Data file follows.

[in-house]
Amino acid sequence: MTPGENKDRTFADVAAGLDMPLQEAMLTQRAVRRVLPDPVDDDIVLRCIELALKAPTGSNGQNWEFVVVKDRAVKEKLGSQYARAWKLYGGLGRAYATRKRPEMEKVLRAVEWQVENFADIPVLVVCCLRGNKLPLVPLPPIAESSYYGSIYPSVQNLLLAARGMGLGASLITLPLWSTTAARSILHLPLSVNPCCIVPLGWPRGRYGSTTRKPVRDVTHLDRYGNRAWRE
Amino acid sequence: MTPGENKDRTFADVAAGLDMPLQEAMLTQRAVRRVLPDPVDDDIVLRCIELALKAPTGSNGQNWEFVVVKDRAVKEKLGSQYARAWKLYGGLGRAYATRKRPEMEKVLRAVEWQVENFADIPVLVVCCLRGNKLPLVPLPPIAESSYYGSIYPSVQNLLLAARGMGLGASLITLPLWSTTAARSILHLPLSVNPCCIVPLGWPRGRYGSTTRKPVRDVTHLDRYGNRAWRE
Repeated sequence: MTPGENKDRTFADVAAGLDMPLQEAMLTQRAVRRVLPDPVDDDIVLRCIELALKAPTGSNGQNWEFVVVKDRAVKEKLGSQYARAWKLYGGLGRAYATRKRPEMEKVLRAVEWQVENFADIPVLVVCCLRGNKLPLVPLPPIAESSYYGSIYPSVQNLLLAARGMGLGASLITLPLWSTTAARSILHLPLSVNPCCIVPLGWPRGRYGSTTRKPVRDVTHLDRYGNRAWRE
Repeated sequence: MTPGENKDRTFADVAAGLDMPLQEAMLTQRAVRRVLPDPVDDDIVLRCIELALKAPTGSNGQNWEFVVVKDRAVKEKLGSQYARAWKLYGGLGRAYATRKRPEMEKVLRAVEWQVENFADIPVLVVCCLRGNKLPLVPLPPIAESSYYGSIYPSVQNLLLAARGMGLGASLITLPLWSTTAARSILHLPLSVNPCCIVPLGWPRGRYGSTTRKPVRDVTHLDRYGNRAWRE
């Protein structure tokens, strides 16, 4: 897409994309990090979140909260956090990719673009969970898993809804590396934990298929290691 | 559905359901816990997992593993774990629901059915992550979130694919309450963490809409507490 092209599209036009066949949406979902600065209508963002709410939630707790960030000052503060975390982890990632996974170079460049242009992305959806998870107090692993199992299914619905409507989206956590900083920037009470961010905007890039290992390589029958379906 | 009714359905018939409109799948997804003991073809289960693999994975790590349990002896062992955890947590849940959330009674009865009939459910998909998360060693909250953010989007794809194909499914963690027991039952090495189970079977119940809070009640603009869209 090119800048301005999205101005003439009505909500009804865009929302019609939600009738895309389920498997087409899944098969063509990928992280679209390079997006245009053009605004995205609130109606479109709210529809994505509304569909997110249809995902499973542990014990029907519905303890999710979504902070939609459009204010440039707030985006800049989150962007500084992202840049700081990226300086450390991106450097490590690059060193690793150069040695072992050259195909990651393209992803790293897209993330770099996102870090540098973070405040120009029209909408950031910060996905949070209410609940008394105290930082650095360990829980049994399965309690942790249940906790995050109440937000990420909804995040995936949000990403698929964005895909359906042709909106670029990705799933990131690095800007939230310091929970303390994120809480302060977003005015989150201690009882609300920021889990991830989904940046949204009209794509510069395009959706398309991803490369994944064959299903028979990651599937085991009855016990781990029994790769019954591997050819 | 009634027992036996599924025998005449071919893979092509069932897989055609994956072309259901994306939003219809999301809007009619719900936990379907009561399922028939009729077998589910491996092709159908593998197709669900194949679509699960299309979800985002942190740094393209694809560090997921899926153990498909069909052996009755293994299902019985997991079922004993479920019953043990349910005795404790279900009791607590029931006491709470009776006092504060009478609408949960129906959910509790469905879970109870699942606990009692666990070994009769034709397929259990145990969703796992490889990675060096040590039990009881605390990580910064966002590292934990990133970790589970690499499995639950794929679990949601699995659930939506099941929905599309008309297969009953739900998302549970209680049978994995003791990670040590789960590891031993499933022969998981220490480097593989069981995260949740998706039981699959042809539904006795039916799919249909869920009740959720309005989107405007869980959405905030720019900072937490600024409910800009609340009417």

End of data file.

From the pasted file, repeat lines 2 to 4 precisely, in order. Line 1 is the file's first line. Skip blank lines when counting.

Amino acid sequence: MTPGENKDRTFADVAAGLDMPLQEAMLTQRAVRRVLPDPVDDDIVLRCIELALKAPTGSNGQNWEFVVVKDRAVKEKLGSQYARAWKLYGGLGRAYATRKRPEMEKVLRAVEWQVENFADIPVLVVCCLRGNKLPLVPLPPIAESSYYGSIYPSVQNLLLAARGMGLGASLITLPLWSTTAARSILHLPLSVNPCCIVPLGWPRGRYGSTTRKPVRDVTHLDRYGNRAWRE
Amino acid sequence: MTPGENKDRTFADVAAGLDMPLQEAMLTQRAVRRVLPDPVDDDIVLRCIELALKAPTGSNGQNWEFVVVKDRAVKEKLGSQYARAWKLYGGLGRAYATRKRPEMEKVLRAVEWQVENFADIPVLVVCCLRGNKLPLVPLPPIAESSYYGSIYPSVQNLLLAARGMGLGASLITLPLWSTTAARSILHLPLSVNPCCIVPLGWPRGRYGSTTRKPVRDVTHLDRYGNRAWRE
Repeated sequence: MTPGENKDRTFADVAAGLDMPLQEAMLTQRAVRRVLPDPVDDDIVLRCIELALKAPTGSNGQNWEFVVVKDRAVKEKLGSQYARAWKLYGGLGRAYATRKRPEMEKVLRAVEWQVENFADIPVLVVCCLRGNKLPLVPLPPIAESSYYGSIYPSVQNLLLAARGMGLGASLITLPLWSTTAARSILHLPLSVNPCCIVPLGWPRGRYGSTTRKPVRDVTHLDRYGNRAWRE